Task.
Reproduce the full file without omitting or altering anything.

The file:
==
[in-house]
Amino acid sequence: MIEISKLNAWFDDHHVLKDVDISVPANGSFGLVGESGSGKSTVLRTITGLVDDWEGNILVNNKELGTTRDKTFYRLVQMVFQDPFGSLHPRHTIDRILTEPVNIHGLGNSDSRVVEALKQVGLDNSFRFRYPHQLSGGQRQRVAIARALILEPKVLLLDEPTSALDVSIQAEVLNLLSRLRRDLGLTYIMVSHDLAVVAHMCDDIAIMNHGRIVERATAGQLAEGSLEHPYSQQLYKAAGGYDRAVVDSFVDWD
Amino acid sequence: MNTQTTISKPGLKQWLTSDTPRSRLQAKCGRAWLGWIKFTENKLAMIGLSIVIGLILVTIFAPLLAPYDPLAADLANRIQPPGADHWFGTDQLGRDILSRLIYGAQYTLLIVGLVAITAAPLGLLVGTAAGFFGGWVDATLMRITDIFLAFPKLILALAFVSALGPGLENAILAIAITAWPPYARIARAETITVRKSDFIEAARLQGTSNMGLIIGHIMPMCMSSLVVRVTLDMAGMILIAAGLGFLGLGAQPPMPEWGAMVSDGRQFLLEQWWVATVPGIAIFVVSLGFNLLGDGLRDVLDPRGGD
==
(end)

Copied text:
[in-house]
Amino acid sequence: MIEISKLNAWFDDHHVLKDVDISVPANGSFGLVGESGSGKSTVLRTITGLVDDWEGNILVNNKELGTTRDKTFYRLVQMVFQDPFGSLHPRHTIDRILTEPVNIHGLGNSDSRVVEALKQVGLDNSFRFRYPHQLSGGQRQRVAIARALILEPKVLLLDEPTSALDVSIQAEVLNLLSRLRRDLGLTYIMVSHDLAVVAHMCDDIAIMNHGRIVERATAGQLAEGSLEHPYSQQLYKAAGGYDRAVVDSFVDWD
Amino acid sequence: MNTQTTISKPGLKQWLTSDTPRSRLQAKCGRAWLGWIKFTENKLAMIGLSIVIGLILVTIFAPLLAPYDPLAADLANRIQPPGADHWFGTDQLGRDILSRLIYGAQYTLLIVGLVAITAAPLGLLVGTAAGFFGGWVDATLMRITDIFLAFPKLILALAFVSALGPGLENAILAIAITAWPPYARIARAETITVRKSDFIEAARLQGTSNMGLIIGHIMPMCMSSLVVRVTLDMAGMILIAAGLGFLGLGAQPPMPEWGAMVSDGRQFLLEQWWVATVPGIAIFVVSLGFNLLGDGLRDVLDPRGGD